Not all Enterprise Shipping APIs are created equal. Here’s what you need to consider when evaluating how to augment your enterprise systems with multi-carrier shipping capabilities.
There has been an explosion in Enterprise Shipping APIs. But how many of them will provide you with the breadth and depth of capabilities you need for production-level deployment across your enterprise?
Here are the top 10 things developers and IT personnel should consider when evaluating Enterprise Shipping APIs.
1. Scope of Capabilities
Look for key functions that will support a broad range of logistics and transportation capabilities needed to augment your enterprise systems across your organization, from order entry through to fulfillment and reconciliation:
- Routing, rating, and rate shopping across all mail, parcel, and freight modes
- Expected time of delivery
- Address and residential status verification
- Restricted party screening
- Cartonization and palletization (watch out for those DIMs!)
- Integration with scales, thermal label printers, and other devices from the cloud
- Domestic and international shipping
- Regulatory compliance for hazmat and customs
- Pickup and alternate delivery requests (ex: FedEx stores)
- Tracking and tracing
- Returns processing
2. Enterprise Administration
For larger enterprises, be sure you understand the effort necessary to import users and locations, and configure carriers, business rules, routing rules, and preferences. Not all locations, suppliers, or user groups use the same transportation services in the same way.
3. Apps and Widgets
Chances are that even if you want to build an interface to an API to augment your enterprise system, there are still some battle-tested apps you would rather not have to build and support. Load consolidation, track and trace, returns, international and hazardous material compliance, mail management, and office shipping are just a few that come to mind. A TMS platform (cloud or on premise) should be able to supplement your Enterprise Shipping API integration with production-ready apps. UI widgets should plug right into your website pages to automate customer self-help tasks such as returns, pickup requests, and tracking.
4. Parcel Carrier Support
Many parcel Enterprise Shipping APIs are a mile wide but an inch deep. They claim to support certain carriers, but in reality they don’t support all the services a parcel carrier offers, including special services and contract services such as cross-border consolidation or alternate location delivery services. Logistics managers will find this out too late. Most importantly, check to see if your API provider is licensed and certified to offer UPS and FedEx services within their platform for both on-premise components for high volume requirements and for web services. If they are not, you risk losing support for these services when you least expect it.
5. Freight Carrier Support
The “parcelization of freight” is well underway. Parcel and freight modes are converging to support last-mile delivery. The lines between what is parcel and what is LTL (now nicknamed LTP - “Larger than Parcel”) are blurring. You need to be ready. Unfortunately most freight Enterprise Shipping APIs are not robust enough to support the kind of throughput required by parcel Enterprise Shipping APIs (waiting 10 seconds for a freight API rate is not uncommon). And most parcel Enterprise Shipping APIs do not support freight processing beyond simple bill of lading printing.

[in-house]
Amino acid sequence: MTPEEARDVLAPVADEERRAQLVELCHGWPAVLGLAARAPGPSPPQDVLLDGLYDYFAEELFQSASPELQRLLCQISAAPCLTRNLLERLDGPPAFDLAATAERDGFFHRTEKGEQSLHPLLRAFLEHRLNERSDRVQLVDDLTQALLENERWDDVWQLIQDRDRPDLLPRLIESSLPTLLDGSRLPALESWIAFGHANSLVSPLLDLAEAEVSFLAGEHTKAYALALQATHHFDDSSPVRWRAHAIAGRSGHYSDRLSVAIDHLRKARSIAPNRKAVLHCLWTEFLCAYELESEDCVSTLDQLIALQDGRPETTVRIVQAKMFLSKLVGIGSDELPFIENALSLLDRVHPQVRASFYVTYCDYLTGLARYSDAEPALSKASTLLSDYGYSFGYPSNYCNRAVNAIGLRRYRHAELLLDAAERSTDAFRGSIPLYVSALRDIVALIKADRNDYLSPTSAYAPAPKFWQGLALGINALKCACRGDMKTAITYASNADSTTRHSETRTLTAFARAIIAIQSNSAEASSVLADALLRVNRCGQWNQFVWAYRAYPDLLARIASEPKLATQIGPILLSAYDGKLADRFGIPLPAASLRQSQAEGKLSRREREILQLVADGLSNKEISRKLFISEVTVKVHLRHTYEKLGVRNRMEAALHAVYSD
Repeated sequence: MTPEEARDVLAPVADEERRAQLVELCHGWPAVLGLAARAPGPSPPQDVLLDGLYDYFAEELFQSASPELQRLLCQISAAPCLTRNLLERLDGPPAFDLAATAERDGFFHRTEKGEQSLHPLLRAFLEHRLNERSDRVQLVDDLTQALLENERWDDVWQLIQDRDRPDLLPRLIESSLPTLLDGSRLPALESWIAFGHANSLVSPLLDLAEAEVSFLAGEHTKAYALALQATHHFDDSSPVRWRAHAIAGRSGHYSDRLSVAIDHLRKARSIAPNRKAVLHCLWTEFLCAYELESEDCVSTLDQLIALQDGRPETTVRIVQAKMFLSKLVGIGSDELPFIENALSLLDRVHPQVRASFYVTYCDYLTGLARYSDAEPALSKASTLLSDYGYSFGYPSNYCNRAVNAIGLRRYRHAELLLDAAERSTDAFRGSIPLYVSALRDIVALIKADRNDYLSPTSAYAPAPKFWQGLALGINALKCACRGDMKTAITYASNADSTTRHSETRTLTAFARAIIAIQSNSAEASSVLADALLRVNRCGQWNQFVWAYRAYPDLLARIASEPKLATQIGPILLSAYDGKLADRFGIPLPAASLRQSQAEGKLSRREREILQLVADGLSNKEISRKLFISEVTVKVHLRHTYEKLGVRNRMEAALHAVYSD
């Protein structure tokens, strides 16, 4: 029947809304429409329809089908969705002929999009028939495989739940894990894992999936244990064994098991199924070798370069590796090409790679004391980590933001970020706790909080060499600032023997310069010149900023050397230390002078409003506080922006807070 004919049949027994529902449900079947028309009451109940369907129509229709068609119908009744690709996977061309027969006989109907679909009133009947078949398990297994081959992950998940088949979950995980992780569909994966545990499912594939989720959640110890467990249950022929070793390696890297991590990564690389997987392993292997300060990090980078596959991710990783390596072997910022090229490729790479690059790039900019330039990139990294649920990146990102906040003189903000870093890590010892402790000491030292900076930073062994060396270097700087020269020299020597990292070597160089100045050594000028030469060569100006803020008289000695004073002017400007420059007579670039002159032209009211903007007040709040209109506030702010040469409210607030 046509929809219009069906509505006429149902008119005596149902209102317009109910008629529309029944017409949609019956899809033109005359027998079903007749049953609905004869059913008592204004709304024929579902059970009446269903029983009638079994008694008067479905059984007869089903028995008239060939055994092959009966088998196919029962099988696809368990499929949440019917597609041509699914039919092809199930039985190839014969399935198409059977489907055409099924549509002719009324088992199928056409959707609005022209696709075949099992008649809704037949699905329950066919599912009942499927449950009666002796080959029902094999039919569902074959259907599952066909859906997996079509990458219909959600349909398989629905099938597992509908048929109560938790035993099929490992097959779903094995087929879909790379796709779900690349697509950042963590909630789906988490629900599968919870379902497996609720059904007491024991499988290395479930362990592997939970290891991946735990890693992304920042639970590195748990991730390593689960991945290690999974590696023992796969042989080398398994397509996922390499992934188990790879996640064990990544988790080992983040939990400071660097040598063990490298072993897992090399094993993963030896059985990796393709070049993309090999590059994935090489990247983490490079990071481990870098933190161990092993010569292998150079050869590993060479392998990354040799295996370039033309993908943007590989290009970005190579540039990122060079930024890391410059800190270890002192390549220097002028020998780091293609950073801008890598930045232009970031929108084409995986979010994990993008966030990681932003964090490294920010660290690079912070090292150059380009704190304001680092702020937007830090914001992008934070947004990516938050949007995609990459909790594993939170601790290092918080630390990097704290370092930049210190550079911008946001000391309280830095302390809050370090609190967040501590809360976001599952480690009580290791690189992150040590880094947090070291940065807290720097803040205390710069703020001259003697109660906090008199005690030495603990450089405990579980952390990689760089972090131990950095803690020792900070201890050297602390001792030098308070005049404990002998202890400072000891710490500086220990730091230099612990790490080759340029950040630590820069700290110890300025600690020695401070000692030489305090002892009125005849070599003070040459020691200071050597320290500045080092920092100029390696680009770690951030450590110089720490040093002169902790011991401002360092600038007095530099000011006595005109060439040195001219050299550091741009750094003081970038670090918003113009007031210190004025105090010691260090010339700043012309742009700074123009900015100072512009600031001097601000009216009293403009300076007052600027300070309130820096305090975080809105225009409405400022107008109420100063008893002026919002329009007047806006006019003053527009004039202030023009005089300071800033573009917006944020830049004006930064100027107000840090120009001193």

6. Internet of Things
Yeah, we’re tired of the hype too, but being able to connect to local data sources and devices from the cloud is a necessity for anyone trying to support high-production environments. Cloud-based APIs really do need to support IoT technology in order to connect in real time to scales, scanners, thermal label printers, and other material handling devices. This should be part of the API message set.
For companies who ship a lot of parcels, or need to rate shop lots of LTL carriers, every millisecond counts. API “aggregators” typically miss the boat here. They rely on carrier APIs, and, as noted above, many of the freight carrier APIs are too slow for production-level use. Moreover, overuse of their APIs can result in a “denial of service” and then you are done. Your Enterprise Shipping API performance will need to be able to scale to support millisecond response times in shopping carts and fulfillment.
Related to performance, how your TMS system is architected will determine your deployment strategy: on premise (for max speed), cloud, or a hybrid of both. Look for high availability during those high volume periods and redundancy.
With so many hackers on the loose, it is more important than ever to ensure that APIs are protected against unauthorized intruders. Check to see if your API provider has been audited and penetration tested by a competent third party and is ISO certified. If you are using apps in conjunction with your API, look for single sign-on (SSO) capabilities. And watch out for unsecured browser plug-ins, a faux IoT technology and a hacker’s dream.
Make sure your parcel TMS supports local units of measure, time zones, currency, and those special characters required for some languages. Your business may not be international yet, but you want to be ready when it is.
API technology is deceptively simple. Pay close attention to the details because, as every developer knows, that’s where the devil lives. At the end of the day, you need to be able to rely on your Enterprise Shipping API provider for both business and technical support. While it is easy to publish an API, you need the benefit of industry knowledge, use cases, and experience to ensure you have everything you need to support true enterprise API development.